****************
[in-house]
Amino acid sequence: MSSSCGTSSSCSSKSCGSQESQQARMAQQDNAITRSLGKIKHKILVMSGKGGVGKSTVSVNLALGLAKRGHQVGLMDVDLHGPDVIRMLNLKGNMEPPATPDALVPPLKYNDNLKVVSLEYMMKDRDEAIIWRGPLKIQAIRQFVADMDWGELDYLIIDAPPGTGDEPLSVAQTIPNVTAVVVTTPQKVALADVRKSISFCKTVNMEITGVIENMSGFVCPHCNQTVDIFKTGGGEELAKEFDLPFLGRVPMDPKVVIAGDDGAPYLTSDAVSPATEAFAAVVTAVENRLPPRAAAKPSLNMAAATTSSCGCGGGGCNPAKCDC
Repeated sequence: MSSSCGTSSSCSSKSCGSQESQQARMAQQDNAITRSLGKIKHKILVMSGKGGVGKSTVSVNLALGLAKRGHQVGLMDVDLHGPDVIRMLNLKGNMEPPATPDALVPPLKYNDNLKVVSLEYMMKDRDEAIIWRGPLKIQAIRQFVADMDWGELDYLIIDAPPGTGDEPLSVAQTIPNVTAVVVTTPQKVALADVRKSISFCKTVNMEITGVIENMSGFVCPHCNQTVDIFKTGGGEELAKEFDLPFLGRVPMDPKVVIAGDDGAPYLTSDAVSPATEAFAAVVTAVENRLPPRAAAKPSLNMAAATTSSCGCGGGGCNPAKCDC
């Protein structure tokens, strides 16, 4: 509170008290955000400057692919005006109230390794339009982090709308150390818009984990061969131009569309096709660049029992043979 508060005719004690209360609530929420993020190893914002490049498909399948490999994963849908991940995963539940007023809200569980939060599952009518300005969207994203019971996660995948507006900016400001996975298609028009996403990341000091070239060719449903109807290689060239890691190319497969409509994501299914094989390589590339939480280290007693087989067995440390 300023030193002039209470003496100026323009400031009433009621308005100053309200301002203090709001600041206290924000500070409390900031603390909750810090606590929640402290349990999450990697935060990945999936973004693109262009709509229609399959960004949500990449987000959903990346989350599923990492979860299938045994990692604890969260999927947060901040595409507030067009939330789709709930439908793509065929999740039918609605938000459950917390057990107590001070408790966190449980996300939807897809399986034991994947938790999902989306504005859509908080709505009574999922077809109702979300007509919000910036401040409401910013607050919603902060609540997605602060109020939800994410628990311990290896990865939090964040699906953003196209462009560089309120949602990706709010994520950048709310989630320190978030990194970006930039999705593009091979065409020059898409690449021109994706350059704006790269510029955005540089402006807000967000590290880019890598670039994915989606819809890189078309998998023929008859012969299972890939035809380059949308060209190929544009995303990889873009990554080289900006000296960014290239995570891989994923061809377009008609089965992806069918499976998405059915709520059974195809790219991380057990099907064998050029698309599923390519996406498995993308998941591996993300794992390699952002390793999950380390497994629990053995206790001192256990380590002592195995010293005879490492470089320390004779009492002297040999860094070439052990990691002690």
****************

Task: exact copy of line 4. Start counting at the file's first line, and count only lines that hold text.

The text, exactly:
């Protein structure tokens, strides 16, 4: 509170008290955000400057692919005006109230390794339009982090709308150390818009984990061969131009569309096709660049029992043979 508060005719004690209360609530929420993020190893914002490049498909399948490999994963849908991940995963539940007023809200569980939060599952009518300005969207994203019971996660995948507006900016400001996975298609028009996403990341000091070239060719449903109807290689060239890691190319497969409509994501299914094989390589590339939480280290007693087989067995440390 300023030193002039209470003496100026323009400031009433009621308005100053309200301002203090709001600041206290924000500070409390900031603390909750810090606590929640402290349990999450990697935060990945999936973004693109262009709509229609399959960004949500990449987000959903990346989350599923990492979860299938045994990692604890969260999927947060901040595409507030067009939330789709709930439908793509065929999740039918609605938000459950917390057990107590001070408790966190449980996300939807897809399986034991994947938790999902989306504005859509908080709505009574999922077809109702979300007509919000910036401040409401910013607050919603902060609540997605602060109020939800994410628990311990290896990865939090964040699906953003196209462009560089309120949602990706709010994520950048709310989630320190978030990194970006930039999705593009091979065409020059898409690449021109994706350059704006790269510029955005540089402006807000967000590290880019890598670039994915989606819809890189078309998998023929008859012969299972890939035809380059949308060209190929544009995303990889873009990554080289900006000296960014290239995570891989994923061809377009008609089965992806069918499976998405059915709520059974195809790219991380057990099907064998050029698309599923390519996406498995993308998941591996993300794992390699952002390793999950380390497994629990053995206790001192256990380590002592195995010293005879490492470089320390004779009492002297040999860094070439052990990691002690």